Pain gets your attention. Doctors are fond of telling you that if it hurts, something is wrong, and you should not ignore it. Pain is the body's way of telling you something. Of getting your attention.
Well, my body got my attention this week. It told me on Friday that it didn't want me to move much. No walking, no standing. Even sitting was somewhat painful. Going to the bathroom, well, we won't go there. The pain seemed to be emanating from my low, low back, and when I did manage to get up to move from my desk, my waddle resembled the walk of a very pregnant woman, hand on lower back, grimace in place.
Pain pretty much makes you forget everything else in your life. It obliterates all other thoughts. All that remains is how do I get this to stop. Please, just make it stop. Give me something. Give me anything.
Serious pain stops regular, everyday activity in its tracks. At work, I couldn't pick up the magazine I dropped near the secretary's desk as I passed by. "Sorry," I said. "I can't get it - can you pick it up next time you're on this side of your desk?" Yes, I actually said that to her.
I was in so much pain Friday that I was a little afraid to make a Facebook post or even send an email. When you're in pain, there's no telling what you'll say.
It quickly became obvious that leaving work and going home to cry in private was the best option I had, but I was also very hungry at that point, and I knew I wouldn't be able to stand long enough to make lunch for myself. So in the car on the drive home I tried to think of a drive-thru restaurant that would have something I could eat that would keep me on my diet, but you know what? Pain pretty much says screw it when it comes to your diet or your good intentions. Healthy food? Sorry, buddy, but that's just not gonna happen today. Any kind of calories will do. Just eat and sit, ok?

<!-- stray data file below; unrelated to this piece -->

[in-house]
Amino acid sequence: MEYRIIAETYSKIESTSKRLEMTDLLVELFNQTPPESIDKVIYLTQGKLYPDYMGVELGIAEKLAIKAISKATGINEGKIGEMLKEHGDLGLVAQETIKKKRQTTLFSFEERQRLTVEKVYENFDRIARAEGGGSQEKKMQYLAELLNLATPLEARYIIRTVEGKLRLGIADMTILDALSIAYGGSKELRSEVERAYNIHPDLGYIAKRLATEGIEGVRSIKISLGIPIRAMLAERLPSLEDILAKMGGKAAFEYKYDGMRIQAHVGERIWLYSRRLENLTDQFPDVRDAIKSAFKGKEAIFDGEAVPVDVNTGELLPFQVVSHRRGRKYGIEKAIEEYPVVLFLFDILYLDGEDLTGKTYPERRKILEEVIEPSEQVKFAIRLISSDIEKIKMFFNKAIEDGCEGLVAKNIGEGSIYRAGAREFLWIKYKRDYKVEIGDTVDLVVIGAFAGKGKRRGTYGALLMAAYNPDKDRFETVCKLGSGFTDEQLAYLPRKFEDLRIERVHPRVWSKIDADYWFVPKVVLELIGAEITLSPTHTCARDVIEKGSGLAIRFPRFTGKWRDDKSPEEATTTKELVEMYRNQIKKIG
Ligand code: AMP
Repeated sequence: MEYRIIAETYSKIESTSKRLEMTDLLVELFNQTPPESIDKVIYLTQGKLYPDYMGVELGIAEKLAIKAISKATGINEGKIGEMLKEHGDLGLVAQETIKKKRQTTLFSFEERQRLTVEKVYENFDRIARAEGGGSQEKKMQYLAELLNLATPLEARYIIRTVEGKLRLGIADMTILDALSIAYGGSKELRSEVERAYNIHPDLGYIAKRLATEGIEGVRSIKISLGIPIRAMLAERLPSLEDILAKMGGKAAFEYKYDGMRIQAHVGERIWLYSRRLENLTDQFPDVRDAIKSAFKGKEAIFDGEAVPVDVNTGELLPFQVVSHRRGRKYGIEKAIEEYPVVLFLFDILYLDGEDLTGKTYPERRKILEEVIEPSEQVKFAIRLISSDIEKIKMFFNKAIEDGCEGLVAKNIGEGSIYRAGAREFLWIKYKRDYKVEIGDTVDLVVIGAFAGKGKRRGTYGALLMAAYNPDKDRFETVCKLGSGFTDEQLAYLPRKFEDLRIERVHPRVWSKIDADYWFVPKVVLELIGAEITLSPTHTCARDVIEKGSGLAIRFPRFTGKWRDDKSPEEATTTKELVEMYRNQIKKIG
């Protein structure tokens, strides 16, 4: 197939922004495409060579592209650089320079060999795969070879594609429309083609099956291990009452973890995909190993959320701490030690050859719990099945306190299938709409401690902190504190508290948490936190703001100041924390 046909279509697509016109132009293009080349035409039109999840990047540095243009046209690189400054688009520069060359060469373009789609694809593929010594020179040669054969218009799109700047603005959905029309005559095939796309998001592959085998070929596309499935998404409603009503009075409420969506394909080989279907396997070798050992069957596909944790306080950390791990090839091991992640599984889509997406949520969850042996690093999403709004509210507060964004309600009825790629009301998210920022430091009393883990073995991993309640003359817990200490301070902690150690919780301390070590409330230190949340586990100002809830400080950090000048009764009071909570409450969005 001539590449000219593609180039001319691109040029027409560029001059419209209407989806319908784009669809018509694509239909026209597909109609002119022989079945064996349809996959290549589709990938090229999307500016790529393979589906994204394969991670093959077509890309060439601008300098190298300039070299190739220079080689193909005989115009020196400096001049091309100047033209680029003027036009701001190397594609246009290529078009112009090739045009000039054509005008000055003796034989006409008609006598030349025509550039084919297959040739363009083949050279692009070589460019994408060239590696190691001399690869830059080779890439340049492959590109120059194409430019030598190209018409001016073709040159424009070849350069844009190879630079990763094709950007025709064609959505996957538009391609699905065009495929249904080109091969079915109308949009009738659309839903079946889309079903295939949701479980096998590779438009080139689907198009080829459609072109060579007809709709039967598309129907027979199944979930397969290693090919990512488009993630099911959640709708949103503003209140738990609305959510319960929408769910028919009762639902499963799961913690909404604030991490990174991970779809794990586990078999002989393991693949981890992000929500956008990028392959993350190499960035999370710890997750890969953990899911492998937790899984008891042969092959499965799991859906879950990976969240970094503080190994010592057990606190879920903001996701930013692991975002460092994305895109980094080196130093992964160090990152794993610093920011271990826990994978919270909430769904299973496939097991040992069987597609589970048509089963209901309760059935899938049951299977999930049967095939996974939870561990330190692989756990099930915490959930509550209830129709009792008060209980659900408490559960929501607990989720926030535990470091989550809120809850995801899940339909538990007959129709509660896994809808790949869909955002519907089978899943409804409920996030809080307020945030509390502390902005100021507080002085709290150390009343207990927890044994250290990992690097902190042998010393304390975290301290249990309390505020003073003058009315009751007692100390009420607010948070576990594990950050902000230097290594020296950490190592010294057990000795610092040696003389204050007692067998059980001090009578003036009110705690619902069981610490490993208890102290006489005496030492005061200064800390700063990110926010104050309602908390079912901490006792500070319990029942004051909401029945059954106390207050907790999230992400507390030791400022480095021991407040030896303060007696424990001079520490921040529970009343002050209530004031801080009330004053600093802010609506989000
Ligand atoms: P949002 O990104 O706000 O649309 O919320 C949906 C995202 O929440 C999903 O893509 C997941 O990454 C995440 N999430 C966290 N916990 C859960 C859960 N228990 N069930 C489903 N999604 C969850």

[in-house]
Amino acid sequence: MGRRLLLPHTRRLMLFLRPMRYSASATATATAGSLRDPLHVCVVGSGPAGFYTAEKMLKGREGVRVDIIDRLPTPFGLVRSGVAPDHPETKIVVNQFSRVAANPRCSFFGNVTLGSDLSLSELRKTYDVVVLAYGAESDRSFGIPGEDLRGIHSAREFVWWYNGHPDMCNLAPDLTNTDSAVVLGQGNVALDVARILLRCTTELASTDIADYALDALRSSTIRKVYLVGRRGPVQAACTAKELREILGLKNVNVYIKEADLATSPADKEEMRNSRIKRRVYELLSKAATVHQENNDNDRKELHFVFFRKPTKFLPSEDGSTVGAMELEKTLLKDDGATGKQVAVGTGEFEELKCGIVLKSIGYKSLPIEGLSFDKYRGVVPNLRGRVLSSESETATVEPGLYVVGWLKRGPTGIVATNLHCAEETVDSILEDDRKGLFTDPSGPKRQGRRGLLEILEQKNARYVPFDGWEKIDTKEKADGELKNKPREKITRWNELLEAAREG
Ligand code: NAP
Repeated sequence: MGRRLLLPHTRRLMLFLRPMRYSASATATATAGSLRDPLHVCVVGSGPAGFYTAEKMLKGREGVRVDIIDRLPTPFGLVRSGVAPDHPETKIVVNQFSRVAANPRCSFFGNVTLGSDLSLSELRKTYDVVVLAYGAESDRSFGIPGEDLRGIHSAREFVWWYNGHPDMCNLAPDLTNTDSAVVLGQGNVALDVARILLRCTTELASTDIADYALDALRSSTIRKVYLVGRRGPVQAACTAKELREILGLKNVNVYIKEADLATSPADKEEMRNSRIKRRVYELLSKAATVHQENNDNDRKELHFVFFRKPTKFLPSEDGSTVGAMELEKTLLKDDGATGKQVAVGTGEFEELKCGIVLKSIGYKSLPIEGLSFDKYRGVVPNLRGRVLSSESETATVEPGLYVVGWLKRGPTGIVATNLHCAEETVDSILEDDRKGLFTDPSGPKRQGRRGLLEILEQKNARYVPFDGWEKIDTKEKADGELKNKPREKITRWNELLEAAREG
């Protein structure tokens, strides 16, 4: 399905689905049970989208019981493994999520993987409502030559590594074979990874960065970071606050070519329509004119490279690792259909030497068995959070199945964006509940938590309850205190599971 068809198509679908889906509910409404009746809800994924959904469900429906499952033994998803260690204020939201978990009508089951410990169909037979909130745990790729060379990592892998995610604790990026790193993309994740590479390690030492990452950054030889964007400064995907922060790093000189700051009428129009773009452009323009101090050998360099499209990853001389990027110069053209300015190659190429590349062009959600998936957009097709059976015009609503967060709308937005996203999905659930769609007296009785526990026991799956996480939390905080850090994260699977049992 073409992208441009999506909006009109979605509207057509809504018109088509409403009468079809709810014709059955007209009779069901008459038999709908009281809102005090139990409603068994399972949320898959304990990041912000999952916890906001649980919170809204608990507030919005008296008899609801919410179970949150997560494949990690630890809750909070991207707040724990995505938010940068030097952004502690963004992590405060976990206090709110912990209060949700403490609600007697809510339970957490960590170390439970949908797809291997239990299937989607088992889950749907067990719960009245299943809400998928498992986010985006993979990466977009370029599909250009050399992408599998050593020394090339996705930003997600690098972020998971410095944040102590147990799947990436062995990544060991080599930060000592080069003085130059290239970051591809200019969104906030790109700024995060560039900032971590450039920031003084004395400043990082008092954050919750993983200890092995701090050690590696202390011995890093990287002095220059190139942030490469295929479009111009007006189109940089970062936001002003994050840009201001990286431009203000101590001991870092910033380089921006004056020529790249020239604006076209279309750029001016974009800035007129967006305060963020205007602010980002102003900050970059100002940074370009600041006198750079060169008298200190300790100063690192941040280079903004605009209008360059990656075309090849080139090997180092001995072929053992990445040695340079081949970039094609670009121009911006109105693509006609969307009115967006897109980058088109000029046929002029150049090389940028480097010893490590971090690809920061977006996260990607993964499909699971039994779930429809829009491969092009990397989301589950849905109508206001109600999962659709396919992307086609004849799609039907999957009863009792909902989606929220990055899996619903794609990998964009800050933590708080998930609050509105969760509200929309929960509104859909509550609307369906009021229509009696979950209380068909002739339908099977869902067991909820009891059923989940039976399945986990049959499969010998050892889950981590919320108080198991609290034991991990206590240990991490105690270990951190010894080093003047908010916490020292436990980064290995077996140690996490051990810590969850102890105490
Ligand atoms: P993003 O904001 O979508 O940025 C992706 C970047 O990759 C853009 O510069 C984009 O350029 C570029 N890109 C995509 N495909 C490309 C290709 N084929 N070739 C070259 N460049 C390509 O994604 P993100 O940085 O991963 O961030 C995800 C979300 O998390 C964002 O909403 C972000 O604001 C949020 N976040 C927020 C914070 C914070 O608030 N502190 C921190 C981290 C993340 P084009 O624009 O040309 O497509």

I could write down all the boring details about what I did to myself that got me into this situation, but, really, does it matter? Pain is pain, and who really cares how it started. The point is to MAKE IT GO AWAY. Nothing else is important. Need to pass health care legislation this week? Who cares? Got a nuclear weapon pointed at New York? Ah well.
It's two days later, and I am feeling better. Some ibuprofen and a muscle relaxant, a night of TV with no movement, plus some heat and several jiggers of single-malt whiskey Friday night, and I was feeling up to walking on Saturday, although I didn't venture off the couch very often or very far. By this morning, I could walk well enough to do some grocery shopping, although not without a cart to lean on.
The other thing about pain is that once it subsides, it's kinda hard to remember how bad it was. I think that's why women can go on to have a second baby after the first. Unlike the memories of wonderful or pleasant experiences, the memory of pain fades amazingly well. I remember telling anyone who would listen after my daughter was born that I was NEVER doing that again, and yet today, the memory of how she looked and smelled in the moments after birth are as heady and rich for me today as they were 21 years ago, but the pain I endured to bring her into the world is really just a shadow of a memory. I remember it only because I made such a big deal of it at the time. I remember the memory.
And so it is this morning. I am stiff and my gait is still a little rough, but even as I write this, I have no real memory of the pain that has now subsided, only the way I felt about it at the time (MAKE IT STOP!!). The human brain is an amazing thing.